PoC exploits for Jenkins vulnerability are being targeted in the wild, researchers reveal

Dice with a symbol depicting a hacker surrounded by dice representing employees
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Security researchers have begun publishing working proof-of-concept (PoC) exploits for a critical vulnerability in Jenkins' continuous integration and continuous deployment (CI/CD) software.

One researcher warned malevolent actors are already actively trying to exploit the flaw in the wild.

CVE-2024-23897 and CVE-2024-23898, rated critical and high-severity respectively, were disclosed on 24 January by  Yaniv Nizry, a vulnerability researcher at clean code specialists Sonarsource.

If exploited, the critical vulnerability CVE-2024-23897 could enable admin privilege escalation and ultimately allow attackers to leverage remote code execution (RCE) attacks on victim’s servers. 

Similarly, the second high-severity security flaw uncovered by Nizry, CVE-2024-23898, was shown to potentially allow attackers to execute arbitrary CLI commands if they are able to trick employees at the target organization into clicking a malicious link.

Since being disclosed, security researchers have made a number of PoC exploits for CVE-2024-23897 publicly available, with some already being validated as viable attack vectors.

One researcher claimed they have already observed CVE-2024-23897 being exploited in the wild, with their honeypots set up to lure interest from hackers indicating “someone is mass-scanning and exploiting Jenkins CLI endpoints”.

Jenkins is one of the most popular open-source software automation services, reporting a market share of 44% in August 2023, and consequently the fallout from these disclosures could be significant.

Both CVE-2024-23897 and CVE-2024-23898 were patched in Jenkins versions 2.442 and LTS 2.426.3, with customers advised to update as soon as possible. 

In a security advisory released on 24 January, Jenkins described a potential workaround for administrators who are unable to update immediately, where disabling access to Jenkins CLI can prevent exploitation of CVE-2024-23898.

Critical flaw could provide hackers with administrator access to victim’s environments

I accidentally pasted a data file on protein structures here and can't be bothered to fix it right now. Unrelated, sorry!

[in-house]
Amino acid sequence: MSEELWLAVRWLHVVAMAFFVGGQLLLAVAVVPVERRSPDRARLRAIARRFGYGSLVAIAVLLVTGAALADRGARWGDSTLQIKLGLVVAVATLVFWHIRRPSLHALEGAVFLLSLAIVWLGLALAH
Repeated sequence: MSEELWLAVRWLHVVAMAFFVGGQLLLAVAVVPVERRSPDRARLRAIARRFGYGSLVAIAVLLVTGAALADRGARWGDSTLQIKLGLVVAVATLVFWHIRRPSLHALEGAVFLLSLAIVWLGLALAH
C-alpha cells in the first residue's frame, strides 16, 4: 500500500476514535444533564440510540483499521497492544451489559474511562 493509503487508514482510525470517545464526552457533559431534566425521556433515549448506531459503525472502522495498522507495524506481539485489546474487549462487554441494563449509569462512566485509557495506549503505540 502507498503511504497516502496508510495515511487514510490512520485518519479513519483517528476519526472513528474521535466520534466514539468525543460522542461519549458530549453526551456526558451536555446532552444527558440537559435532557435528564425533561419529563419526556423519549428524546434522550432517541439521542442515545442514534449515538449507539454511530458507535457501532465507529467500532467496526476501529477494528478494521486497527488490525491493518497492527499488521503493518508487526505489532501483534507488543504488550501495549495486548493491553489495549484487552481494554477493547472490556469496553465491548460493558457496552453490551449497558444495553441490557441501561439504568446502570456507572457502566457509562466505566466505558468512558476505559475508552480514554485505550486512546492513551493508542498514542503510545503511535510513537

The critical vulnerability, CVE-2024-23897, involves attackers being able to read some or all of specific files from the Jenkins’ server, depending on their level of authorization.

The flaw takes advantage of the software’s  ‘expandAtFiles’ functionality in order to read arbitrary files, with unauthorized users being able to read a “limited amount” of the files’ data, whereas hackers with ‘read-only’ access would be able read the entire file. 

“Jenkins uses the args4j library to parse command arguments and options on the Jenkins controller when processing CLI commands. This command parser has a feature that replaces an ‘@’ character followed by a file path in an argument with the file’s contents (expandAtFiles)” the security advisory from Jenkins explained.

Nizry detailed how attackers could use this access to improve their understanding of Jenkins’ internal systems and escalate their privileges to the level of administrator, allowing them to execute code on the server.


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The high-severity flaw, CVE-2024-23898,  is a cross-site WebSocket hijacking (CSWSH) exploit stemming from a weakness in the software’s WebSocket CLI feature, which lacks an origin check.

In the blog disclosing this flaw, Nizry explained how threat actors could use social engineering attacks to trick users into clicking malicious links that would enable the attacker to eventually execute CLI commands as the victim.

Like the more severe CVE-2024-23897, the potential impact of exploiting this flaw depends on the permissions of the attacker, however the specific web browser the victim is using will also dictate the level of access the intruder will have.

“Certain modern web browsers implement a ‘lax by default’ policy, which serves as a potential safeguard against this vulnerability”, Nizry noted.

“Nonetheless, given that some widely used browsers like Safari and Firefox do not strictly enforce this policy, and considering the associated risks of potential bypass techniques or users using outdated browsers, the severity classification for this vulnerability is High.”

Solomon Klappholz
Staff Writer

Solomon Klappholz is a Staff Writer at ITPro. He has experience writing about the technologies that facilitate industrial manufacturing which led to him developing a particular interest in IT regulation, industrial infrastructure applications, and machine learning.